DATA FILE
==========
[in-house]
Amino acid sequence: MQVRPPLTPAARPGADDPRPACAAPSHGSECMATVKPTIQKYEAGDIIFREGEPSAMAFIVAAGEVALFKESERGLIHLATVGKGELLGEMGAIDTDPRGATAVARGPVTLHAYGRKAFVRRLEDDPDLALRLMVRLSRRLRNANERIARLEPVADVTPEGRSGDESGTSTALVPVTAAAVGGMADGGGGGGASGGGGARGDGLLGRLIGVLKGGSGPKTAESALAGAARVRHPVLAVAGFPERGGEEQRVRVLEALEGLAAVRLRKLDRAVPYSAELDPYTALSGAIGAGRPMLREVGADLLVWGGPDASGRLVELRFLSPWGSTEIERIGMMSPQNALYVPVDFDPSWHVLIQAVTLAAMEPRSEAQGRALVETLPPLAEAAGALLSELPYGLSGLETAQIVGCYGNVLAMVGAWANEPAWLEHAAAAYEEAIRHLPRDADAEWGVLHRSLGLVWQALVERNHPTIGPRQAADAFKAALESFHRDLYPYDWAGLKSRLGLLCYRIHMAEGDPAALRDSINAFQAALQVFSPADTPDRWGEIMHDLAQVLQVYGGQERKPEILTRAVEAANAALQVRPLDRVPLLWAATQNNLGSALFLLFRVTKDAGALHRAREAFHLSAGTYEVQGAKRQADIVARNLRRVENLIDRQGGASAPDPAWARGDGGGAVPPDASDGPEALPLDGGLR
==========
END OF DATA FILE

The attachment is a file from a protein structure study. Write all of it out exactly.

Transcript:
[in-house]
Amino acid sequence: MQVRPPLTPAARPGADDPRPACAAPSHGSECMATVKPTIQKYEAGDIIFREGEPSAMAFIVAAGEVALFKESERGLIHLATVGKGELLGEMGAIDTDPRGATAVARGPVTLHAYGRKAFVRRLEDDPDLALRLMVRLSRRLRNANERIARLEPVADVTPEGRSGDESGTSTALVPVTAAAVGGMADGGGGGGASGGGGARGDGLLGRLIGVLKGGSGPKTAESALAGAARVRHPVLAVAGFPERGGEEQRVRVLEALEGLAAVRLRKLDRAVPYSAELDPYTALSGAIGAGRPMLREVGADLLVWGGPDASGRLVELRFLSPWGSTEIERIGMMSPQNALYVPVDFDPSWHVLIQAVTLAAMEPRSEAQGRALVETLPPLAEAAGALLSELPYGLSGLETAQIVGCYGNVLAMVGAWANEPAWLEHAAAAYEEAIRHLPRDADAEWGVLHRSLGLVWQALVERNHPTIGPRQAADAFKAALESFHRDLYPYDWAGLKSRLGLLCYRIHMAEGDPAALRDSINAFQAALQVFSPADTPDRWGEIMHDLAQVLQVYGGQERKPEILTRAVEAANAALQVRPLDRVPLLWAATQNNLGSALFLLFRVTKDAGALHRAREAFHLSAGTYEVQGAKRQADIVARNLRRVENLIDRQGGASAPDPAWARGDGGGAVPPDASDGPEALPLDGGLR